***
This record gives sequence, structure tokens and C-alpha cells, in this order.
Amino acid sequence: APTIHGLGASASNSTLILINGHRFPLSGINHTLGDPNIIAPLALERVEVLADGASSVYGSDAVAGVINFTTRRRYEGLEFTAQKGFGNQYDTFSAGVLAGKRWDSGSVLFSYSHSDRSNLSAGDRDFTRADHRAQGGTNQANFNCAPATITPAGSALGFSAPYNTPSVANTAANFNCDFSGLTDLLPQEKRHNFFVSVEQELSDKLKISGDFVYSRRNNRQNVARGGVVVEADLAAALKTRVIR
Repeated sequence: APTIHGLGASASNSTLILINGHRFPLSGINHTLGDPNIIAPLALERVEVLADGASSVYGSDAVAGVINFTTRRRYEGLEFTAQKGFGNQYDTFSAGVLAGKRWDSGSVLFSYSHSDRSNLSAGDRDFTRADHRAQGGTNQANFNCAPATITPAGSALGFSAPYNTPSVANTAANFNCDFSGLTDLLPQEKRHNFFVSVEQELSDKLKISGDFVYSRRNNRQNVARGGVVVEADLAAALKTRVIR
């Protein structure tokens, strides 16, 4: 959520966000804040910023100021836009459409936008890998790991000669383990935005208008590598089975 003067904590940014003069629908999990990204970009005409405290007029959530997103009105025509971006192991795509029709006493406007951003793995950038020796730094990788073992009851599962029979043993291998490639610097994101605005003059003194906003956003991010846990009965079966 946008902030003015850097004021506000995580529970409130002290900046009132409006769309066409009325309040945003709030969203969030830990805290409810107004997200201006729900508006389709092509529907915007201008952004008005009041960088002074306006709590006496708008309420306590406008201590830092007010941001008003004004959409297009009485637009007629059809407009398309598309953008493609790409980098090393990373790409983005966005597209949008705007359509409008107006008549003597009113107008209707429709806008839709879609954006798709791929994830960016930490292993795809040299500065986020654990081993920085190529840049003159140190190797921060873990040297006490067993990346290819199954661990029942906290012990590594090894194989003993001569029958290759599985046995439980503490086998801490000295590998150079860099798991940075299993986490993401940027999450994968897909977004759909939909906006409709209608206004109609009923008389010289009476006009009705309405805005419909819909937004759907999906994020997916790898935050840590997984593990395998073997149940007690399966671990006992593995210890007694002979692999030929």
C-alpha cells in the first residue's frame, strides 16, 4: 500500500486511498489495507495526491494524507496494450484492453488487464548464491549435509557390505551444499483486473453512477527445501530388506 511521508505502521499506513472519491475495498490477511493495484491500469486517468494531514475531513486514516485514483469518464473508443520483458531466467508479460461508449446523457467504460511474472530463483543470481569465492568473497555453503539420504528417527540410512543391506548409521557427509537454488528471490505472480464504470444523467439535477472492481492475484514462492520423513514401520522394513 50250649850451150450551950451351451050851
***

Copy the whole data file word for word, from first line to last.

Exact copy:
This record gives sequence, structure tokens and C-alpha cells, in this order.
Amino acid sequence: APTIHGLGASASNSTLILINGHRFPLSGINHTLGDPNIIAPLALERVEVLADGASSVYGSDAVAGVINFTTRRRYEGLEFTAQKGFGNQYDTFSAGVLAGKRWDSGSVLFSYSHSDRSNLSAGDRDFTRADHRAQGGTNQANFNCAPATITPAGSALGFSAPYNTPSVANTAANFNCDFSGLTDLLPQEKRHNFFVSVEQELSDKLKISGDFVYSRRNNRQNVARGGVVVEADLAAALKTRVIR
Repeated sequence: APTIHGLGASASNSTLILINGHRFPLSGINHTLGDPNIIAPLALERVEVLADGASSVYGSDAVAGVINFTTRRRYEGLEFTAQKGFGNQYDTFSAGVLAGKRWDSGSVLFSYSHSDRSNLSAGDRDFTRADHRAQGGTNQANFNCAPATITPAGSALGFSAPYNTPSVANTAANFNCDFSGLTDLLPQEKRHNFFVSVEQELSDKLKISGDFVYSRRNNRQNVARGGVVVEADLAAALKTRVIR
């Protein structure tokens, strides 16, 4: 959520966000804040910023100021836009459409936008890998790991000669383990935005208008590598089975 003067904590940014003069629908999990990204970009005409405290007029959530997103009105025509971006192991795509029709006493406007951003793995950038020796730094990788073992009851599962029979043993291998490639610097994101605005003059003194906003956003991010846990009965079966 946008902030003015850097004021506000995580529970409130002290900046009132409006769309066409009325309040945003709030969203969030830990805290409810107004997200201006729900508006389709092509529907915007201008952004008005009041960088002074306006709590006496708008309420306590406008201590830092007010941001008003004004959409297009009485637009007629059809407009398309598309953008493609790409980098090393990373790409983005966005597209949008705007359509409008107006008549003597009113107008209707429709806008839709879609954006798709791929994830960016930490292993795809040299500065986020654990081993920085190529840049003159140190190797921060873990040297006490067993990346290819199954661990029942906290012990590594090894194989003993001569029958290759599985046995439980503490086998801490000295590998150079860099798991940075299993986490993401940027999450994968897909977004759909939909906006409709209608206004109609009923008389010289009476006009009705309405805005419909819909937004759907999906994020997916790898935050840590997984593990395998073997149940007690399966671990006992593995210890007694002979692999030929």
C-alpha cells in the first residue's frame, strides 16, 4: 500500500486511498489495507495526491494524507496494450484492453488487464548464491549435509557390505551444499483486473453512477527445501530388506 511521508505502521499506513472519491475495498490477511493495484491500469486517468494531514475531513486514516485514483469518464473508443520483458531466467508479460461508449446523457467504460511474472530463483543470481569465492568473497555453503539420504528417527540410512543391506548409521557427509537454488528471490505472480464504470444523467439535477472492481492475484514462492520423513514401520522394513 50250649850451150450551950451351451050851